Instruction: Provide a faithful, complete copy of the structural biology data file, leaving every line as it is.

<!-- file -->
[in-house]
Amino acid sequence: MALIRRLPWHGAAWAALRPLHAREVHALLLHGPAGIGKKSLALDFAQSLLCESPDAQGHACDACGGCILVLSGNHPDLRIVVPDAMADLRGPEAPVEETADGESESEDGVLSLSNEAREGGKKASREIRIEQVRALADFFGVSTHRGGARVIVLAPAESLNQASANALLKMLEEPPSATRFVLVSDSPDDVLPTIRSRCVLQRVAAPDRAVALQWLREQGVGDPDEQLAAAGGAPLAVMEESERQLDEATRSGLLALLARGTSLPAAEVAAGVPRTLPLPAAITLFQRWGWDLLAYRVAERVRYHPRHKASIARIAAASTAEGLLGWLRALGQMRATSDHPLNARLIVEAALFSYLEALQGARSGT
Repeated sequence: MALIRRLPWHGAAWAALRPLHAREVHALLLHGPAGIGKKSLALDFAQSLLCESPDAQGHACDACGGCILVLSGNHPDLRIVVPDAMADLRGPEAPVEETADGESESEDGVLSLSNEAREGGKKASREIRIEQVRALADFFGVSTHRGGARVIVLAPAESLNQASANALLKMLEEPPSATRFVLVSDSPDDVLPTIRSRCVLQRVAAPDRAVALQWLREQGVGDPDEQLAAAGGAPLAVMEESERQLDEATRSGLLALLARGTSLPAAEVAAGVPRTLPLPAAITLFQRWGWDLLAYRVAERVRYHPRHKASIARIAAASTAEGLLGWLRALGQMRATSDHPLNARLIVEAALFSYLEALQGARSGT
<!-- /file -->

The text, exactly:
[in-house]
Amino acid sequence: MALIRRLPWHGAAWAALRPLHAREVHALLLHGPAGIGKKSLALDFAQSLLCESPDAQGHACDACGGCILVLSGNHPDLRIVVPDAMADLRGPEAPVEETADGESESEDGVLSLSNEAREGGKKASREIRIEQVRALADFFGVSTHRGGARVIVLAPAESLNQASANALLKMLEEPPSATRFVLVSDSPDDVLPTIRSRCVLQRVAAPDRAVALQWLREQGVGDPDEQLAAAGGAPLAVMEESERQLDEATRSGLLALLARGTSLPAAEVAAGVPRTLPLPAAITLFQRWGWDLLAYRVAERVRYHPRHKASIARIAAASTAEGLLGWLRALGQMRATSDHPLNARLIVEAALFSYLEALQGARSGT
Repeated sequence: MALIRRLPWHGAAWAALRPLHAREVHALLLHGPAGIGKKSLALDFAQSLLCESPDAQGHACDACGGCILVLSGNHPDLRIVVPDAMADLRGPEAPVEETADGESESEDGVLSLSNEAREGGKKASREIRIEQVRALADFFGVSTHRGGARVIVLAPAESLNQASANALLKMLEEPPSATRFVLVSDSPDDVLPTIRSRCVLQRVAAPDRAVALQWLREQGVGDPDEQLAAAGGAPLAVMEESERQLDEATRSGLLALLARGTSLPAAEVAAGVPRTLPLPAAITLFQRWGWDLLAYRVAERVRYHPRHKASIARIAAASTAEGLLGWLRALGQMRATSDHPLNARLIVEAALFSYLEALQGARSGT